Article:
Differences Between Concussions and TBIs

Not all bumps to the head result in damage, but most should be taken seriously. Our brains are delicate organs responsible for a wide variety of tasks, so although it can be tempting to downplay injury, doing so can be a big mistake. Awareness of the dangers of brain injuries is essential to safety. It has been estimated that traumatic brain injuries (TBIs) are so common that each year, they contribute to more than one-quarter of injury-related deaths and are a diagnosis in millions of emergency department visits. A popular buzzword in mainstream media right now due to the NFL, “concussions” are a mild form of TBI, and the terms should not be used interchangeably. TBIs are caused by a blow to the head or body that causes the brain to move quickly back and forth, slamming into the sides of the skull. Even when the force is not violent, injury can result from sudden movements that squeeze or stretch the neural cells and change the precise balance needed for proper information processing. The Centers for Disease Control and Prevention (CDC) developed the following definition of mild brain injury: A case of mild traumatic brain injury is an occurrence of injury to the head resulting from blunt trauma or acceleration or deceleration forces with one or more of the following conditions attributable to the head injury during the surveillance period:

  • Any period of observed or self-reported transient confusion, disorientation, or impaired consciousness;
  • Any period of observed or self-reported dysfunction of memory (amnesia) around the time of injury;
  • Observed signs of other neurological or neuropsychological dysfunction, such as—
    • Seizures acutely following head injury;
    • Among infants and very young children: irritability, lethargy, or vomiting following head injury;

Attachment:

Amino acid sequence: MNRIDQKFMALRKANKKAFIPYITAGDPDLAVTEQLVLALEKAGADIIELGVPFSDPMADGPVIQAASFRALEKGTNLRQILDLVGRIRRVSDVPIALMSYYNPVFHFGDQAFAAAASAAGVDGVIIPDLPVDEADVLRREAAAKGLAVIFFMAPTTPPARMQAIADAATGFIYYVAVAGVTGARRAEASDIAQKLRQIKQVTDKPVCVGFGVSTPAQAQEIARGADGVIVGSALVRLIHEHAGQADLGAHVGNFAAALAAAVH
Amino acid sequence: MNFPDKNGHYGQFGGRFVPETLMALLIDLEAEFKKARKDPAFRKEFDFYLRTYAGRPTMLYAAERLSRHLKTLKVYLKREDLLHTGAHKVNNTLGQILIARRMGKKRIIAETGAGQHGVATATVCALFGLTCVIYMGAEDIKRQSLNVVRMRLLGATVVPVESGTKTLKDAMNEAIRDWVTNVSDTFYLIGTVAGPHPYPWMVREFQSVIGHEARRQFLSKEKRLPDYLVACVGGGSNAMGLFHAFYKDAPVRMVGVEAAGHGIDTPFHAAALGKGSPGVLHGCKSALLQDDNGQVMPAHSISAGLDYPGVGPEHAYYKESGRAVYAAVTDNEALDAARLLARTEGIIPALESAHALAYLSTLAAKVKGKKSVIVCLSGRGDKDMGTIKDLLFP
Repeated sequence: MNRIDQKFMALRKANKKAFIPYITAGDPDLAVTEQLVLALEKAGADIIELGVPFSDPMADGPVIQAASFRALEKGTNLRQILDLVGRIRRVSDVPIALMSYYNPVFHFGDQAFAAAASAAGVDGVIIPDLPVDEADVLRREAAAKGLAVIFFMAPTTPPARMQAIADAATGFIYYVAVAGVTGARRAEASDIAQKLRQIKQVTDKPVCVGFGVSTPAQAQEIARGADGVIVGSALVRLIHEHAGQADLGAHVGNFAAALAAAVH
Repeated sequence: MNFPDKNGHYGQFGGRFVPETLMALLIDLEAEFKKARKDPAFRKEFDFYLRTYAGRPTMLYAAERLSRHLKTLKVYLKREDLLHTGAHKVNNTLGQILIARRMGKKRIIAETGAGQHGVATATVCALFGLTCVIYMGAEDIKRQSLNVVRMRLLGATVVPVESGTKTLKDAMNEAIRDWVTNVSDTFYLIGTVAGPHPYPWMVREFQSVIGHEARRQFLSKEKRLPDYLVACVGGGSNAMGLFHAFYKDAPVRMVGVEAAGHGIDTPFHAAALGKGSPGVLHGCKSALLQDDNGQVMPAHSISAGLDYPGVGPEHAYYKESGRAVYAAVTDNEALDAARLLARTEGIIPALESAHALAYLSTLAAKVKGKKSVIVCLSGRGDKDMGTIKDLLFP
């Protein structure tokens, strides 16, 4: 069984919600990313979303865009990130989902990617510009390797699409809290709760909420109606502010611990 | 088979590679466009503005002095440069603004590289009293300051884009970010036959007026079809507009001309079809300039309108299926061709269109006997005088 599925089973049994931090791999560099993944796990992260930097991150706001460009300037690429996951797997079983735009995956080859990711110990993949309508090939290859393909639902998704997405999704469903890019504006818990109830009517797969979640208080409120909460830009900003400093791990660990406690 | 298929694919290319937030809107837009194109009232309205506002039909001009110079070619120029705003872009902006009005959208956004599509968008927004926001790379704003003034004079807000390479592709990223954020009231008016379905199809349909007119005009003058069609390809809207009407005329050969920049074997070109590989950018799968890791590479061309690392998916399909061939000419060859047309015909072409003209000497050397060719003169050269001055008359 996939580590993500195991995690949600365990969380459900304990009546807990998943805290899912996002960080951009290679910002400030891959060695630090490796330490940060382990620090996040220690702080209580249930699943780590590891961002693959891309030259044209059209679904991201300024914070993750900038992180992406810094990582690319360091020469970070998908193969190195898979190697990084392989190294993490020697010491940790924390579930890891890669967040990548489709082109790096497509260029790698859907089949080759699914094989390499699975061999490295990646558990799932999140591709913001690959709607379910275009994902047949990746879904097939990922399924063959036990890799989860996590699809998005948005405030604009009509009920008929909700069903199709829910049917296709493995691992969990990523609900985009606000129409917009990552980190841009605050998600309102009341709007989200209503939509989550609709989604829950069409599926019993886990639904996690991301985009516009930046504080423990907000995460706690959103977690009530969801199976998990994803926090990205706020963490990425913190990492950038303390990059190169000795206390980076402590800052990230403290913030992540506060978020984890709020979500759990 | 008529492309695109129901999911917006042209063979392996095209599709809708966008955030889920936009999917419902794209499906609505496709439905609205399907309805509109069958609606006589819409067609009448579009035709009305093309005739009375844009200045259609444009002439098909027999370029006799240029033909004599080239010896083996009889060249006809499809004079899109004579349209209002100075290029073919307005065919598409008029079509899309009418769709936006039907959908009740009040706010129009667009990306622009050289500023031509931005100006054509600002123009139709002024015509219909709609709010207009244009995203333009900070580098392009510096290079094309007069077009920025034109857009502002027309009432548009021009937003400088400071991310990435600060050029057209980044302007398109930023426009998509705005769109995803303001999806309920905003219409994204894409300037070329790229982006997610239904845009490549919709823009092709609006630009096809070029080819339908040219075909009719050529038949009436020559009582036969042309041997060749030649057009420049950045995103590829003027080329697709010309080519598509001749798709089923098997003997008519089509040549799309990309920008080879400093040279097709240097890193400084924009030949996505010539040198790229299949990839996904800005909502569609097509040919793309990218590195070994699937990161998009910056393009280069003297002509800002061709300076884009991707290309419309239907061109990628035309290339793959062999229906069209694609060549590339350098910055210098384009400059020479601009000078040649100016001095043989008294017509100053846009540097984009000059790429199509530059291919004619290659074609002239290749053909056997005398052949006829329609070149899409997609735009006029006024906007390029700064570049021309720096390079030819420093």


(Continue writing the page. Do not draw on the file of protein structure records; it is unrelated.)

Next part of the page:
• Symptoms among older children and adults such as headache, dizziness, irritability, fatigue, or poor concentration, when identified soon after injury, can be used to support the diagnosis of mild TBI, but cannot be used to make the diagnosis in the absence of loss of consciousness or altered consciousness. Further research may provide additional guidance in this area.
  • Any period of observed or self-reported loss of consciousness lasting 30 minutes or less.
Even mild TBIs can be difficult to recover from, especially for young children, older adults, and those who have had TBIs before. The CDC estimates that people with moderate to severe TBIs encounter a number of chronic health problems and live nine years less than people without a TBI. For more information on causes, symptoms, and treatment of TBIs and concussions, see our infographic here. If you or a loved one has suffered a TBI due to someone else’s negligence, or if you have any questions about this topic, you can find out more by discussing it with one of the personal injury attorneys at the Johnson Law Firm. We have years of experience helping people, and we can help you. Our knowledgeable legal team will work closely with you every step of the way and will fight hard to get you the compensation you deserve. Based in Pikeville, KY, we proudly serve communities throughout the Bluegrass State. Contact us by calling 606-437-4488 or filling out our online form.

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